Upon returning from holidays last week, I found myself thrust back into a series of meetings and obligations. As things settle down, I hope to catch up on a few posts that I have had in mind. This past Sunday I had the privilege of preaching at First Presbyterian Church in Kenora. While some significant challenges lay before the city of Kenora, it is a beautiful spot and home to my family’s favourite town mascot/statue: Husky the Muskie! This morning, in the wake of Tullian Tchividjian’s announcement that he was starting a new church, I talked with Alissa Moffit at CHVN 95.1 FM in Winnipeg about the potential of pastors being restored to ministry after abusing their authority. You can read excerpts from the interview here.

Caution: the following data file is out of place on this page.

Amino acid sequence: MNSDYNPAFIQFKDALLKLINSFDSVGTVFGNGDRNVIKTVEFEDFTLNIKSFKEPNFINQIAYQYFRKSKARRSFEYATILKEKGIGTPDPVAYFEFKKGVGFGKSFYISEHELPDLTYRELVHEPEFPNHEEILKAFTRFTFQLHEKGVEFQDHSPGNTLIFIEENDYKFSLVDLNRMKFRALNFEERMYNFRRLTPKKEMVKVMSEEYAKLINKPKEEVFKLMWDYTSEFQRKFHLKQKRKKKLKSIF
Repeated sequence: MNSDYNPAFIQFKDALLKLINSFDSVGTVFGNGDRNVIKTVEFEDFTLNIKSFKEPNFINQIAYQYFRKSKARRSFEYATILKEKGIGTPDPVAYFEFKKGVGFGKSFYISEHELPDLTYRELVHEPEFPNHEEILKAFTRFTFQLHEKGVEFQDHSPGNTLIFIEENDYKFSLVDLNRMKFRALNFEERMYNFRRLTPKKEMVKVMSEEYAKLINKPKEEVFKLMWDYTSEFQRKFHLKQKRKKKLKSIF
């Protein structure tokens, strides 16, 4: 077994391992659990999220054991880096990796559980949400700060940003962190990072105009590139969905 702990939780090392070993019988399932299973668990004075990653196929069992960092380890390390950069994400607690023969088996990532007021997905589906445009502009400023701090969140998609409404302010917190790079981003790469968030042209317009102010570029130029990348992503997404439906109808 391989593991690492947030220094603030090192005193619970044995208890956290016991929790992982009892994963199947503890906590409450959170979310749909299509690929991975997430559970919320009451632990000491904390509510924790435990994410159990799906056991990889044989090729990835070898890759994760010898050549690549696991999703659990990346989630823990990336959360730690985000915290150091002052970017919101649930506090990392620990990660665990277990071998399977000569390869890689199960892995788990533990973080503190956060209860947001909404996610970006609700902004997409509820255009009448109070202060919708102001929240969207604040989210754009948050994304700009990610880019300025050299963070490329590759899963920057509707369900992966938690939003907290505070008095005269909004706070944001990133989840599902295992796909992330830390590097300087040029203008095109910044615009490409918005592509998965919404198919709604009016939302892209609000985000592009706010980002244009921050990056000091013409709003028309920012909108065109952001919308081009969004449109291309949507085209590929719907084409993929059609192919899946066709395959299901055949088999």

“With the basin, God’s people are schooled in the humility necessary to serve in Christ’s upside-down kingdom.1 The practice of foot-washing challenges our deeply held goals and aspirations by replacing popular conceptions of success with a vision of radical downward mobility. Continue reading On Feet and Forgiveness
- Reflecting on the practice of foot-washing, Jean Vanier writes, “It is always very moving for me when someone with disabilities washes my feet or when I see a person wash the feet of their mother or father. It is the world turned upside down.” Jean Vanier, Drawn into the Mystery of Jesus through the Gospel of John (Ottawa: Novalis, 2004), 228. ↩
A Guest Post by Rachel Yousef
This is the fifth in a series of posts engaging with the sermons in Leaps of Faith: Sermons from the Edge. This post is a reflection upon a sermon entitled “Holy Spirit-uality” (pp. 34-42). The Scriptural texts for the sermon were John 20:19-23 and Ezekiel 37:1-14.
Continue reading Holy Spirit-uality